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The Internet is a dangerous place, with many potential attacks that could be costly to your digital life. Here’s how to keep your Mac, and your online identity, secure from threats.
In 2022, the number of attacks in cyberspace has increased significantly. According to Check Point Research, global attacks increased by 28% in the third quarter of 2022 compared to the same period in 2021.
Most of the threats that users face online are widespread and can be prevented by following basic rules of safe behavior on the Internet. It sounds easy, but according to a Fortinet 2022 Cybersecurity Skills Gap report, 80% of all breaches occur due to negligence of personal and corporate cybersecurity rules.
November 30th was celebrated as International Computer Security Day, and the MacPaw Cybersecurity team suggests that you figure out what threats exist and how to protect yourself and your Mac.
Who is at risk?
Anyone can suffer from attacks initiated by fraudsters in cyberspace. However, there are factors that make certain users more vulnerable. Among such factors:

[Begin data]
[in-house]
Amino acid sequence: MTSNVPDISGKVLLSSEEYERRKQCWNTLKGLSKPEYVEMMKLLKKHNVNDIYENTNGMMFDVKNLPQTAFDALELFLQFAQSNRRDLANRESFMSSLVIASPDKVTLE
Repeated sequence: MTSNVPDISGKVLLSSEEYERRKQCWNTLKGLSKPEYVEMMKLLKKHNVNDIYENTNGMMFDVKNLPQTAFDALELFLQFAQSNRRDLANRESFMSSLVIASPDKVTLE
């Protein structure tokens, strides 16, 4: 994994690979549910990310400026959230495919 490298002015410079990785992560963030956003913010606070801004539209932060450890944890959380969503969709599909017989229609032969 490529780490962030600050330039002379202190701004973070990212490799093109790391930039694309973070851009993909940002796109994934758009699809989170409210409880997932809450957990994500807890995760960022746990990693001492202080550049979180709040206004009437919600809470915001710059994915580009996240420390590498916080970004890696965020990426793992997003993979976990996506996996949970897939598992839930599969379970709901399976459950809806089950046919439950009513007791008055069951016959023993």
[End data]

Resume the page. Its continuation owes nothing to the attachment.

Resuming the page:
Specialists who work in the government sector or critical infrastructure companies can become the target of hackers more often.
Cybercriminals try to target those with the most access to sensitive information. Such people can be employees of the financial and legal departments of the company or system administrators.
A common fraudulent scheme is CEO fraud (or whaling attack) — attacks against the company’s management. Often, C-level executives do not have time to attend corporate cybersecurity training, becoming the most vulnerable and, at the same time, the most desirable targets for criminals.
What to be protected from?
The standard list of risks in cyberspace has not been changing for more than ten years, but it is regularly supplemented with new and more complicated mechanics.
Incomplete security patching
The ethical hackers actually confirmed that Apple typically rolls out security patches for the current OS and the last two versions. So, if your Mac is operating on older macOS, it is time to improve it to ensure you’re blocking the exploit.
- Timely upgrade the OS and receive the latest security patches.